Will the people of Uttar Pradesh get justice?

In 1984, media reporters, including this writer, were on the spot in the State-sponsored killings of Sikhs in Delhi and elsewhere, master-minded by Congress goons and politicians, especially in Delhi. The mediapersons covered on foot bloody lanes and bylanes in east and west Delhi, witnessed the burnt out homes with the smell of kerosene.  

Also Read: Deconstructing India’s New Citizenship Law

When a big tree falls, the earth will shake, said Rajiv Gandhi, then. The Congress ran a diabolical and sinister anti-Sikh campaign after Indira Gandhi’s assassination by her own bodyguards. The Congress won by a huge margin in the next national polls. The BJP got two seats in the Lok Sabha. It took more than three decades to put Sajjan Kumar in jail. After god knows how many commissions of enquiry.

How did the Sikhs feel then? Did they get justice? No.

Ask the Muslims of Hashimpura, Maliana and Meerut in Uttar Pradesh about 1987 violence. Taken out with their hands up in the lanes of their colonies, with guns pointing at them, scores were shot in cold blood by a communal Provincial Armed Constabulary in mafia/Nazi execution style, their bodies dumped in the Hindon river. It was a Congress regime at the Centre and the state.

Did they, their relatives, the survivors, the community, get justice? No.

Not till date, after 33 years. And what was the message to the Muslims by a so-called secular regime? Trust, you know, you were, you are, you will be, always, second class citizens of independent, modern India, though you willfully chose a secular democratic State, not a theocratic State.

Did the secular Indian society get justice in the protracted Babri Masjid demolition issue which was trapped in the labyrinths of the judicial process for decades? Who led the demolition as a public spectacle under a BJP regime in Lucknow, who were the leaders who were openly celebrating the demolition in Ayodhya, while Indian and foreign journalists were getting bashed up by the Bajrang Dal activists? Who led the Somnath-to-Ayodhya regime with the slogan: Mandir wahin Banayenge?

Was anyone held responsible for the riots that followed and killed scores across the damned Indian landscape?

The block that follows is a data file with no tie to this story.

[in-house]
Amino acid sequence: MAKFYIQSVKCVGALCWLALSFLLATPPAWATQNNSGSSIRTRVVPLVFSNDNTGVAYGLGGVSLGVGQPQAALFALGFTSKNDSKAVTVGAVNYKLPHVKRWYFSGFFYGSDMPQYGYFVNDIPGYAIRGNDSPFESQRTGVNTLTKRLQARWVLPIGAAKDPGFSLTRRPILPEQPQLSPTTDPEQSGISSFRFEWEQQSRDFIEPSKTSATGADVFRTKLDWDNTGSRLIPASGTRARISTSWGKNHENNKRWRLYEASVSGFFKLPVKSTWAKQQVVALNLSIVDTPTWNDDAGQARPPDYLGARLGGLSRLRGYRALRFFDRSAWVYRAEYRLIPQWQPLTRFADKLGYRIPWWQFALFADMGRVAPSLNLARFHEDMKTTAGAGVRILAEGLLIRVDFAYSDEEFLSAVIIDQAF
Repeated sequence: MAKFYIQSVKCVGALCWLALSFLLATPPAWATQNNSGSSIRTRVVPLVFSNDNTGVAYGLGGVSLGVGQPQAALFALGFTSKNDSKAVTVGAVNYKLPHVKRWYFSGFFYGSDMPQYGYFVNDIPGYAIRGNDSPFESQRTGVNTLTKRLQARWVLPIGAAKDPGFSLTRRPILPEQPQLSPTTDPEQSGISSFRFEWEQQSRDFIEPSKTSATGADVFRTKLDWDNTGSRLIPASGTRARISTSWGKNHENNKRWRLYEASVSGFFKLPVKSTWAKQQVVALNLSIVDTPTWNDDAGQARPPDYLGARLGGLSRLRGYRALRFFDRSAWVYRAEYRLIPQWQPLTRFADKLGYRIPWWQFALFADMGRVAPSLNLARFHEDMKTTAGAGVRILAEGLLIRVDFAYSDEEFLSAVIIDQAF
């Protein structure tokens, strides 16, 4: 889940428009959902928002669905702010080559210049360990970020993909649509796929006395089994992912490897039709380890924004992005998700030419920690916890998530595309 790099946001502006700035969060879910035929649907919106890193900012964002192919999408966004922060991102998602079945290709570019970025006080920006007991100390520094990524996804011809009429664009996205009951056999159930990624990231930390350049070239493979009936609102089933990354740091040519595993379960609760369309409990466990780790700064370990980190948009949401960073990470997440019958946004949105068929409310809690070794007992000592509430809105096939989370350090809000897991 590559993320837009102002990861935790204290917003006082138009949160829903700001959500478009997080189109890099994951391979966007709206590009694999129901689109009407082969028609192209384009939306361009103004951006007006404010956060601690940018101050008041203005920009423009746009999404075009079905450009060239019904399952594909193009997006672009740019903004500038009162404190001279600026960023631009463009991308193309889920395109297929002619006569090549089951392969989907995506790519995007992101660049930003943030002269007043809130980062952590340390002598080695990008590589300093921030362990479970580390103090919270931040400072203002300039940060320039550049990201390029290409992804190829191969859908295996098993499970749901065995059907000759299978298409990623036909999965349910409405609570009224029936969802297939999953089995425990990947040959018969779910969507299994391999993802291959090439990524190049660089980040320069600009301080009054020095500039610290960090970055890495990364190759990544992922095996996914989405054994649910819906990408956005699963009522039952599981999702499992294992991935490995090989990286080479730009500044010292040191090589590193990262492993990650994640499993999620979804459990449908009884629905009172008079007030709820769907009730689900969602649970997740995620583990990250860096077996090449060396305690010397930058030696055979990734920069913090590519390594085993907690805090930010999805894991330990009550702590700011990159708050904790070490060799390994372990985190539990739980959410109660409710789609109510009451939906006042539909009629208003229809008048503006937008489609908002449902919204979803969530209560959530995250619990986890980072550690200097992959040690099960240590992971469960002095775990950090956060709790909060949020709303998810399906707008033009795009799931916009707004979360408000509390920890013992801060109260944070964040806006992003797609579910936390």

Did anyone get punished for the killings of Muslims in Bombay in the macabre winter of 1992-93, despite the meticulously documented Sri Krishna Commission Report? Did the Congress, NCP, BJP, Shiv Sena regime implement the report?

I will skip the details about the 2002 barbaric, State-sponsored genocide in Gujarat under the helm of Narendra Modi. Mediapersons reported the genocide in great details and even after 2002 kept digging and documenting. We waited for justice after the macabre gang-rapes and killings, the people burnt alive as a public spectacle, and the fake encounters that followed. Not one, a series of fake encounters. Mission Assassination Modi – they were called.

Did the mass murderers get punished? Did the fake encounter specialists get punished? Did the Muslims of Gujarat get justice? No.

Till date, almost four months after 8 million people in Kashmir, under military occupation, await justice from the highest court. In Assam, almost 19 lakh Indians, mostly Hindus, tribals, Gorkhas and indigenous communities, apart from Muslims, have been left out of the National Register of Citizens and condemned allegedly as foreigners or ‘doubtful voters’ – will they get justice? Undoubtedly, no.

It is a good thing too. The loss of faith should energise the political struggle. Because, it is the non-violent political struggle which will liberate us from our masters’ masculine arrogance and disregard for all institutions, including the Indian Constitution. Can we have faith in the courts in contemporary times? That is the widespread question right now across the spectrum which had always believed in the judicial process, especially the Supreme Court.

However, the peaceful political resistance and mass movement must do what it must, as a political struggle, and not seek judicial intervention which might effectively kill the movement. And it is a struggle which is secular. Everywhere, in Assam and the Northeast, as much as all over India now, from Kurnool in Andhra to Nuh in Mewat, from Mumbai to Kolkata. It has spread and taught the masculine arrogance of the current regime a good lesson.

But there is a remote possibility of justice, especially when it is political struggle for justice. But who will turn the tide? A mass movement, in synthesis with theory and praxis, led by the young. A peaceful, non-violent, united mass movement – as it is now happening across the Indian landscape, as a rainbow revolution. Yes, led by the young.

There is no defeat in a movement. All movements are victorious, for they create a spiral of new movements and ideas and adventures and literature and cinema, counter-culture and knowledge systems. They create new scaffoldings of resistance and barricades.

That is why an idea cannot be killed. That is why Bhagat Singh and his comrades, as much as Babasaheb Ambedkar, or even Lenin and Che and Fidel, can never die. Nor will Gramsci. Nor will the Mahatma.

There is hope in a non-violent, Gandhian, mass upsurge. ‘Don’t be silent, Don’t be violent’ – as the current slogan says, among an extraordinary repertoire of brilliant slogans. Like a hundred flowers blooming, and one hundred new sublime schools of thought.